Attending the April California Preservation Foundation Conference on the Asilomar State Beach conference grounds was a living lesson in preservation and natural-resource management. Originally built by the YWCA with the help of Phoebe Apperson Hearst, in 1956 the YWCA agreed to sell Asilomar, at half the appraised value, to the California State Parks with the understanding it would continue to operate as a conference grounds “providing an inspirational setting for all.” John Carl Warnecke directed an architectural “master plan” for the newly acquired State Park that complemented architect Julia Morgan’s vision of preserving open space and vistas of the sea. It’s beauty and setting make it a heritage tourism destination that completely pays for park expenses through visitor revenue. Asilomar is just one of the 280 California State Parks units, the largest state park system in the United States, now celebrating its 150th anniversary this year.
Dana Point is fortunate to have Doheny State Beach with its own legacy and seascape and we are also blessed with Dana Point Harbor’s Orange County Park which leads to the Dana Point Nature Interpretive Center and the Dana Point Preserve at the Headlands, managed by the nonprofit Center for Natural Lands Management (CNLM). The featured speakers at our April meeting presented a fascinating history of the headlands and all it offers today. Thanks to the generous $15 million grant by the Harry and Grace Steele Foundation, the CNLM purchased the Dana Point Headlands Preserve and manages the natural resources in perpetuity for present and future generations.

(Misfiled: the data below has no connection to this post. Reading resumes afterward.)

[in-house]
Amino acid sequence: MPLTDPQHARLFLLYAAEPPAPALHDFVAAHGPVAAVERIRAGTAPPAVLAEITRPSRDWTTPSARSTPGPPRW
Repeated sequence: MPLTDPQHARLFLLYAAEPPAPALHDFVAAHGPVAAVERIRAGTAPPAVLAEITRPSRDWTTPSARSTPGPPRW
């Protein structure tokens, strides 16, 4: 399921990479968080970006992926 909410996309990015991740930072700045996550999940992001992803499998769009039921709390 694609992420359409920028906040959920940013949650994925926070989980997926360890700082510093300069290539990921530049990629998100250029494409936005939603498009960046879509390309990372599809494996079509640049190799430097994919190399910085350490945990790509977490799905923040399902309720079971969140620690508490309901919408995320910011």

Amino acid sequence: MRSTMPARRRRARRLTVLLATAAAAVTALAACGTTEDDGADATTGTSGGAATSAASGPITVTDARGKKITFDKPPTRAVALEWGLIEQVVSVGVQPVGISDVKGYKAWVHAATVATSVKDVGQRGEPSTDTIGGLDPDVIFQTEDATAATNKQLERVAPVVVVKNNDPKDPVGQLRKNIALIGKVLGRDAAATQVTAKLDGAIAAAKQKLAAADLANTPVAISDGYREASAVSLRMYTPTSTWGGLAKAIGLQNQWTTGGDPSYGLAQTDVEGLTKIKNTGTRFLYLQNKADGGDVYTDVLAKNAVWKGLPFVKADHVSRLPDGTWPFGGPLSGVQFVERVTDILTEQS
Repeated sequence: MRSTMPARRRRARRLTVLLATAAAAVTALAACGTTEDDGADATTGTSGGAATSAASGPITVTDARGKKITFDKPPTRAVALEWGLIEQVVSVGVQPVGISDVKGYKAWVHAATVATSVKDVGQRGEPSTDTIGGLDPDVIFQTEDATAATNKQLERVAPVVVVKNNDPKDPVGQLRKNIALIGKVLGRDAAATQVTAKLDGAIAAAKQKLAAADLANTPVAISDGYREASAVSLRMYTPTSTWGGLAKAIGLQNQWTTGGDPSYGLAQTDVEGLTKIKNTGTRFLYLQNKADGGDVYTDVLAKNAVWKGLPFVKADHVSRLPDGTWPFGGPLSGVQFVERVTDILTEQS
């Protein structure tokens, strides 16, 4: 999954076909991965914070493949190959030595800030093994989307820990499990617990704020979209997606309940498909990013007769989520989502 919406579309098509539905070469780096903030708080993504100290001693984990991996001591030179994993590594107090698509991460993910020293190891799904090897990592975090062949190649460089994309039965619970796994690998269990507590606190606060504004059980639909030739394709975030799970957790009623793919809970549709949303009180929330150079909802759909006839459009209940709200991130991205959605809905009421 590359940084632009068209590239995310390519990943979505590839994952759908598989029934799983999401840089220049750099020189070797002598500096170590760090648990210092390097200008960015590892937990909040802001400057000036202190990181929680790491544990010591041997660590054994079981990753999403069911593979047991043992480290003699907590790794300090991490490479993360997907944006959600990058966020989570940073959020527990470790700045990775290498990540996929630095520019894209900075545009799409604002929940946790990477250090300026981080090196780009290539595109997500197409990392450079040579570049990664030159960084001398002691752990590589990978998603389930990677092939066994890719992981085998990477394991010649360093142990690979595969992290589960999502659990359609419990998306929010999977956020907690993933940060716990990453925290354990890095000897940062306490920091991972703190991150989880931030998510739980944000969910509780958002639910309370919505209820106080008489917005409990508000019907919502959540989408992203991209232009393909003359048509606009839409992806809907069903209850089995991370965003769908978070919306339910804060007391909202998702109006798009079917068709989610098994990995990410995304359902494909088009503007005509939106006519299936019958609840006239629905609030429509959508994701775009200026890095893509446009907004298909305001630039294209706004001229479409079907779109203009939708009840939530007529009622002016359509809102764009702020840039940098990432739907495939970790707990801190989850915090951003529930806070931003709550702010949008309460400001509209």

May is Preservation Month in California and across the nation. The California State Office of Historical Preservation has challenged us to identify our local historic resources and to attend our local historical events such as the 50th Anniversary Commemoration of the Vietnam War featuring the Vienam Memorial Wall May 14-18, in Sea Terrace Park. Dana Point’s history as a planned community dates to 1924 with Spanish Colonial Revival buildings erected within a few years. Three of these early buildings are located on Del Prado, part of the Town Center Construction Project, representing the cultural legacy of 1920s Dana Point, one the home of StillWater Spirits & Sounds, which recently received a preservation award (see below).
Our May Founders Meeting will honor former mayor Harold Kaufman for his involvement as one of the founders of the city’s incorporation and we will celebrate the city’s 25th Anniversary. Bring your checkbook and reserve your spot for the Scholarship Fundraiser Dinner at Doheny State Beach on June 24th—a Fiesta remembering Lucy Chavarrias Saunderson and Doris I. Walker. Please join us.
Barbara Force Johannes